John Dory is also known as ‘Peter’s Fish’ or St Pierre. St Peter is the patron saint of fishermen and John Dory is said to have the thumbprint of St Peter on its flank. In fact, it’s believed that the strange marking is designed to look like an eye – and to scare away predators. My trimmed John Dory is missing the prickly spines which fan from the fish – but it still looks rather predatory.
John Dory generally feeds on smaller fish (sardines for instance) and it can grow to 2 ft or one metre in length and about 12 lbs or 6 kg in weight. My whole John Dory was around 350g – but apparently the head (which I removed before serving) is about half the weight of a whole fish. It generally lives on the bottom of the seabed close to the coast. It’s regarded as sustainable simply because it’s not fished in large quantities and is generally landed as part of a targetted catch of other, more popular fish such as hake. I was concerned I’d find it rather bony – but actually once cooked it was remarkably easy to fillet and enjoy.
Here’s my recipe for whole John Dory. You could use the same method for fillets of white fish or for other whole sea fish. The cooking time will obviously need to be adjusted depending on the thickness and size of the fish. Just keep your tented parcel closed until the last 5 minutes of cooking, then open up and add in the shrimps to finish the dish.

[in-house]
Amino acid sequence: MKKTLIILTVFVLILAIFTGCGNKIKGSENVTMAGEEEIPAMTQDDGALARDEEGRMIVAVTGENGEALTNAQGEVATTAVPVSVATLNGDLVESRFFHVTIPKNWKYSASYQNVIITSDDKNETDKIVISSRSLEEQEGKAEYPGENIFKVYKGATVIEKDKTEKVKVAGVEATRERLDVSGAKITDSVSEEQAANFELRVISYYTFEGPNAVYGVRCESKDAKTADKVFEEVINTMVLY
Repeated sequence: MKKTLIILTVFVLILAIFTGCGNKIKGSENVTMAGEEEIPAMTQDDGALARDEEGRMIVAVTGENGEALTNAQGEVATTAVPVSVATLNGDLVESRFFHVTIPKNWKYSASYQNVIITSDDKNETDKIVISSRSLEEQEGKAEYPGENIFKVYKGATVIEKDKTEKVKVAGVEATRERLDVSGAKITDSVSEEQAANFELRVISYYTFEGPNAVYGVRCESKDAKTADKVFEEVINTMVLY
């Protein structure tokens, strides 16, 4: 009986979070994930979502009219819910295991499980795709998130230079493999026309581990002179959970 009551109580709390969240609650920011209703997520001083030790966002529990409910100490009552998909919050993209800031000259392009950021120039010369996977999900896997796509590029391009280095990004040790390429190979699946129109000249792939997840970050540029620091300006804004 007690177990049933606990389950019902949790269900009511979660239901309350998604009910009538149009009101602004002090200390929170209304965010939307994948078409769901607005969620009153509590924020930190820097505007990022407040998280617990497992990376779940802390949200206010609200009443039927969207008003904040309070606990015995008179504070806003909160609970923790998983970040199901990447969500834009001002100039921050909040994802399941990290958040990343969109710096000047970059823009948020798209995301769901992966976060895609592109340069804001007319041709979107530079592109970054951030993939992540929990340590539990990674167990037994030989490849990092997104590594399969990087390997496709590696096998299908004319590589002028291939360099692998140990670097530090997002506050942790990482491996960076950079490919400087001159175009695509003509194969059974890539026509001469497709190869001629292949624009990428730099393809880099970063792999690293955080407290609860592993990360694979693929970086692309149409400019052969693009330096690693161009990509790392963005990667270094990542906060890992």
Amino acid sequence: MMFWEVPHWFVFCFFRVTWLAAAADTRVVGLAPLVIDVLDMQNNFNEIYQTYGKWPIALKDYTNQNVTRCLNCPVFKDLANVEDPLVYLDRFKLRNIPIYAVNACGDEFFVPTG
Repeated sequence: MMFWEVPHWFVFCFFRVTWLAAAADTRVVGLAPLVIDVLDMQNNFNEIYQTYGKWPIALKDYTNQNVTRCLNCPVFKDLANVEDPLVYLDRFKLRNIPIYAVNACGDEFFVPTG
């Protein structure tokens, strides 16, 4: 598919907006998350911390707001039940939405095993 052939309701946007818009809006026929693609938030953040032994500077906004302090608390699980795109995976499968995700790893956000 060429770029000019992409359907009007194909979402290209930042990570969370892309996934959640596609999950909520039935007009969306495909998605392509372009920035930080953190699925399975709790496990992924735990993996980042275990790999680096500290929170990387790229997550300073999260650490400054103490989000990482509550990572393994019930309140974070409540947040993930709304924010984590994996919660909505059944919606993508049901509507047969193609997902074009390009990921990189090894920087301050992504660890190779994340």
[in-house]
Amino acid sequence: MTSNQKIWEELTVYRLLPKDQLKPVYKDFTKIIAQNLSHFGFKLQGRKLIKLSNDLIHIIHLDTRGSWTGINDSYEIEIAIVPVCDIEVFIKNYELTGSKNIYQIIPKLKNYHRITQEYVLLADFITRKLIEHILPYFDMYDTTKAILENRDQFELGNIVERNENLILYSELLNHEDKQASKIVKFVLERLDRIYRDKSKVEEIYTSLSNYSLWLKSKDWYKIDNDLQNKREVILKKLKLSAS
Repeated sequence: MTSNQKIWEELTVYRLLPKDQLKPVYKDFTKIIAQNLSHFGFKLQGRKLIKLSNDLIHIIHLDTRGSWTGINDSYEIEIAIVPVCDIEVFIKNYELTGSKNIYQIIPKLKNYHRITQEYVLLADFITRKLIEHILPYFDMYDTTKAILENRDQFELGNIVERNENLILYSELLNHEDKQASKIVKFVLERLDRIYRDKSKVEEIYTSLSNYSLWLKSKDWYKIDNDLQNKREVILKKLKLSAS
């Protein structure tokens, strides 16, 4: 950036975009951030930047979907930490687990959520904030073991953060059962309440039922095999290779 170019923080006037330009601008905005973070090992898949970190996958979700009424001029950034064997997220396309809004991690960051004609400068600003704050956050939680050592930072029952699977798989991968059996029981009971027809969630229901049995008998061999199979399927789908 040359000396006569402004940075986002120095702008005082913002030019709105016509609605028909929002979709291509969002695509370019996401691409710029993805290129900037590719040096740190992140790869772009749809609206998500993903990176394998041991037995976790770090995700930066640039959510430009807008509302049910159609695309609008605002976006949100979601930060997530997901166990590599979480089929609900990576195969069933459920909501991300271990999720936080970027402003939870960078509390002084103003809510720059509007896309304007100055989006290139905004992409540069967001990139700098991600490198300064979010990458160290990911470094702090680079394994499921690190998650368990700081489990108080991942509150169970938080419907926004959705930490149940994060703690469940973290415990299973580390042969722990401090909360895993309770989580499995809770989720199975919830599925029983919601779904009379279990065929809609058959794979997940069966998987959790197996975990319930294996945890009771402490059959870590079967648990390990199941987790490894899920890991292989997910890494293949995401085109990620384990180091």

An easy recipe for whole john dory with lemon and brown shrimps
- 1 small John Dory (whole) about 350 -400 g
- 100 ml Dry Vermouth
- 1 Lemon
- 1 Bay Leaf
- 2 sprigs Thyme
- 1 clove Garlic finely sliced
- 50 g brown shrimp
- 25 g Butter
- 15 ml Olive Oil
Set the oven to 180C
Line a roasting tray with enough foil to tent and cover the fish
Put half the butter in the centre of the foil
Season the fish cavity and fill it with the remaining butter, half the garlic, a bay leaf and a sprig of thyme.
Put the fish onto the foil
Zest the lemon onto the fish and season the skin with salt and pepper
Pour the vermouth around the fish, then add the lemon juice, remaining garlic and olive oil
Pull the foil up to tent the fish and seal
Put in the oven for 10 minutes
Check the fish and if it looks nearly cooked with opaque flesh, leave the foil open, and sprinkle over the shrimps
Cook in the oven for a further 5 minutes or until the fish is fully cooked
Moxon’s Fishmongers are based in Clapham South, South Kensington, East Dulwich and Islington. I know Robin working on a new home delivery service too, so if you are not near one of their current stores, do check their website